Why Intermittent Fasting still works for some
Results are progress, so definitely see some going from a „standard diet“ to an 8-16 system and improve. 5° is warmer than 0°, yet definitely not warm by any standards. The main question for everyone who wants to start Intermittent Fasting is: „What type of Intermittent Fasting shall I do to achieve results that I am interested in?“. The following three considerations will put some light on this question.
Three Considerations for Intermittent Fasting
To circle back to the beginning of the article, Intermittent Fasting does have some benefits. When some starts on Intermittent Fasting there are three major considerations that need to be consider to make a good decision on the how and what of Intermittent Fasting:
1. Frequency of the fasting – In 2009 I have attended a seminar on cardiovascular health by Dr Mark Houston. One of the main takeaway points for myself wasn’t related to cardiovascular health directly though. Dr. Houston mentioned a german study that looked at the frequency of fasting in its changes in effects. And the study showed that there are no benefits between intermittent fasting on 3 days a week and 7 days a week. So why fast 7 days a week when 3 days a week give you the same benefits?
2. The length of the fast – there different lengths of fasting. The shortest thats common is a 12-12 fat, with 12h of eating followed by 12h fasting, which mathematically somewhere in the area of eating from 7 till 19, so basically just an early dinner. The longest intermittent fast would be only one meal per day. The most common is 8-16 these days. Different lengths of fasting have different advantages and disadvantages. The main advantages from fasting come from longer fasts. Yet, the longer the fast the higher the stress response to fasting. So, the sweet spot lies somewhere inbetween. Fast long enough to get benefits. Don’t fast so lang that the stress response diminishes the benefits. I see an 6-18 fast as the best solution for most when choosing a fast that brings the great advantages while minimizing the stress response.
3. Total nutrient intake - It is simple math, when one eats and digests food less hours per day, one will consume less nutrients per day. Consuming less nutrients can have benefits in some scenario, yet, consuming enough nutrients is major challenge in many scenarios and many clients that I see as a coach. Eating enough is hurdle for the athletic population and clients that have rather serious goals. Many eat way too little to fuel recovery and supercompensation. With high training volume especially towards strength and hypertrophy goals the intake of a high amount of nutrients is crucial. If you want to build a big and strong house you need plenty of concrete.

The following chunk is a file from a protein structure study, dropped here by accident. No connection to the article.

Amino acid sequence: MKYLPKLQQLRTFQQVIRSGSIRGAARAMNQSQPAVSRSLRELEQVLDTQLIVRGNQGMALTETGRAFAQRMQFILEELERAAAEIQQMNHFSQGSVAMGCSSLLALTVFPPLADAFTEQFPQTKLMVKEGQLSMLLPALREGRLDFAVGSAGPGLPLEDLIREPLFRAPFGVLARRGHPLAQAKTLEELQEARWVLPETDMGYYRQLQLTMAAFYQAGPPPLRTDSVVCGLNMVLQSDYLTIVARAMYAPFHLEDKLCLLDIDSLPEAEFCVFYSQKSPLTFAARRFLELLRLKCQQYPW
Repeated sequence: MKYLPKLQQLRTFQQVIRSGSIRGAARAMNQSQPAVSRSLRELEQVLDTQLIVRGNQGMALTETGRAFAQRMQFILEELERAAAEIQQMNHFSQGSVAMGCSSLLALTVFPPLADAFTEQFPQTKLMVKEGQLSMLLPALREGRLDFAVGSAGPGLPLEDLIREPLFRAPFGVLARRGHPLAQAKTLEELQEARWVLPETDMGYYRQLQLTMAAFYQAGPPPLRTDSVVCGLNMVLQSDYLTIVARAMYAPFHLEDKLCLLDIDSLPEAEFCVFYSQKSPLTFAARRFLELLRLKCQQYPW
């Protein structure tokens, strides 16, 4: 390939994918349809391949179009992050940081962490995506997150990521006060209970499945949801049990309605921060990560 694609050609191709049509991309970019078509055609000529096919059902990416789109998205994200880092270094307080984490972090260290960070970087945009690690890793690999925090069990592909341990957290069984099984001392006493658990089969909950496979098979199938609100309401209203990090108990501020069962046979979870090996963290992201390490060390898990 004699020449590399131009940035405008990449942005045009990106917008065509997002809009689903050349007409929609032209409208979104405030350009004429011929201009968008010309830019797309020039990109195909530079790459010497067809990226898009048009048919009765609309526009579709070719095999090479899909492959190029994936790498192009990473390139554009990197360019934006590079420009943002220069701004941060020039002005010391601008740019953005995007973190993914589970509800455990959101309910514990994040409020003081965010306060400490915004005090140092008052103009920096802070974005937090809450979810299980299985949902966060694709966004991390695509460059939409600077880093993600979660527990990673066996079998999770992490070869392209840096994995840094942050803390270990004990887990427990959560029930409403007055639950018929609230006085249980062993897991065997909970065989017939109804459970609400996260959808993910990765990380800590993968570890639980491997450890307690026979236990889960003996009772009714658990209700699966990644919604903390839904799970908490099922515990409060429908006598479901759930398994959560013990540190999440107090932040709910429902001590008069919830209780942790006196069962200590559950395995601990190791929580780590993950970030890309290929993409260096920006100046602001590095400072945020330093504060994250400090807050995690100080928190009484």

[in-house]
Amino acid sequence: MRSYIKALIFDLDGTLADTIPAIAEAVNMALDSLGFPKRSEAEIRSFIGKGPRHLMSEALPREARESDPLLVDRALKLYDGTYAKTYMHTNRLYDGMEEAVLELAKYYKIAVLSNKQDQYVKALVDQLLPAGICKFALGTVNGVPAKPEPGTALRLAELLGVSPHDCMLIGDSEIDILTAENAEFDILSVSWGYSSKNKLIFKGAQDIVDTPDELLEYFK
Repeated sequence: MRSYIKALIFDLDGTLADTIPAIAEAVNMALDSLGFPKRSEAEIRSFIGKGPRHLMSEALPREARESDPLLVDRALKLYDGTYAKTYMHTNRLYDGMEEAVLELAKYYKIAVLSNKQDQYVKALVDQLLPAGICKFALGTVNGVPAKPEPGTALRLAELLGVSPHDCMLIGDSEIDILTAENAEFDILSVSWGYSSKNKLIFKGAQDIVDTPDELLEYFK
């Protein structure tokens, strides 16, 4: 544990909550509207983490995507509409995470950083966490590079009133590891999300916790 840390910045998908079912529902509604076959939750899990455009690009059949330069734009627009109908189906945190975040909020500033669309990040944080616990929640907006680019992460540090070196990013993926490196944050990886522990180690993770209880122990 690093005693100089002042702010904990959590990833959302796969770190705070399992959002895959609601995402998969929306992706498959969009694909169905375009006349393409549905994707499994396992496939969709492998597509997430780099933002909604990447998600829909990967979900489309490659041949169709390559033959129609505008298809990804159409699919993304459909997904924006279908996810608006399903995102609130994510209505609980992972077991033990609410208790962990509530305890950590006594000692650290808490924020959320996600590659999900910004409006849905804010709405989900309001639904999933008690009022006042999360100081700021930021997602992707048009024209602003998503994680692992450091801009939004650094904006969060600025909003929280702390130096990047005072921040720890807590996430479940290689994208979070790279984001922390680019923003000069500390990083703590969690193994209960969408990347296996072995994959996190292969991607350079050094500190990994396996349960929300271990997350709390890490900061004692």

To sum my position up, Intermittent Fasting does not equal Intermittent Fasting. Same as protein does not equal protein. And a calorie is not a calorie.
There are systems of Intermittent Fasting that do work well in certain scenarios and for specific goals. Modify the length and frequency of the fast. 6-18 works better as 8-16 for many as those 2 hours extra actually increase the time of the fasted state after the post-absorptive state which ends about 8 to 12 hours after the last meal quite a bit. Also consider the frequency of fasting. Why do it 7 days per week if 3 days per week get the same results? More is often not more. You are not deadlifting 7 days per week either as 1 to 2 deadlift sessions per week lead to much more progress and results.
In the end, pragmatism prevails. If it really works for you, do it. If it doesn’t work, don’t do it. Now figure out the if and what. In theory and practice.
All the Best with choosing the if and what of Intermittent Fasting!
Picture: An empty plate.